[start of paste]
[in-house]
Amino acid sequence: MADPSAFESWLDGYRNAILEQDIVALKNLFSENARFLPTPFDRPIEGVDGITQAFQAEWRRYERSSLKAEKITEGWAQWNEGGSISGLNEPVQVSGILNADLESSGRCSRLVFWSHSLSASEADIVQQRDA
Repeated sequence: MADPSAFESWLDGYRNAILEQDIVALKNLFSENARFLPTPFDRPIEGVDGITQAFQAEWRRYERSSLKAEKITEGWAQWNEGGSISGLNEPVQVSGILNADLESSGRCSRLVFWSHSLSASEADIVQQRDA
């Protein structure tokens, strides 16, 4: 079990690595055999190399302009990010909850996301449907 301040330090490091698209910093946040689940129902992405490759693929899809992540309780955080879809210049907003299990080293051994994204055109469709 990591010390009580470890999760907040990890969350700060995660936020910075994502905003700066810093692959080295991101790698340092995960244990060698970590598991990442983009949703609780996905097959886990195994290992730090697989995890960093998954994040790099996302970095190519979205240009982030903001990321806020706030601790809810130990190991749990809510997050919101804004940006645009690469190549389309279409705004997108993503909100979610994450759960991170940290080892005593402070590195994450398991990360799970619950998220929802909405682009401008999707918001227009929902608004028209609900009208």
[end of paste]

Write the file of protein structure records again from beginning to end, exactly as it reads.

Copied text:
[in-house]
Amino acid sequence: MADPSAFESWLDGYRNAILEQDIVALKNLFSENARFLPTPFDRPIEGVDGITQAFQAEWRRYERSSLKAEKITEGWAQWNEGGSISGLNEPVQVSGILNADLESSGRCSRLVFWSHSLSASEADIVQQRDA
Repeated sequence: MADPSAFESWLDGYRNAILEQDIVALKNLFSENARFLPTPFDRPIEGVDGITQAFQAEWRRYERSSLKAEKITEGWAQWNEGGSISGLNEPVQVSGILNADLESSGRCSRLVFWSHSLSASEADIVQQRDA
């Protein structure tokens, strides 16, 4: 079990690595055999190399302009990010909850996301449907 301040330090490091698209910093946040689940129902992405490759693929899809992540309780955080879809210049907003299990080293051994994204055109469709 990591010390009580470890999760907040990890969350700060995660936020910075994502905003700066810093692959080295991101790698340092995960244990060698970590598991990442983009949703609780996905097959886990195994290992730090697989995890960093998954994040790099996302970095190519979205240009982030903001990321806020706030601790809810130990190991749990809510997050919101804004940006645009690469190549389309279409705004997108993503909100979610994450759960991170940290080892005593402070590195994450398991990360799970619950998220929802909405682009401008999707918001227009929902608004028209609900009208």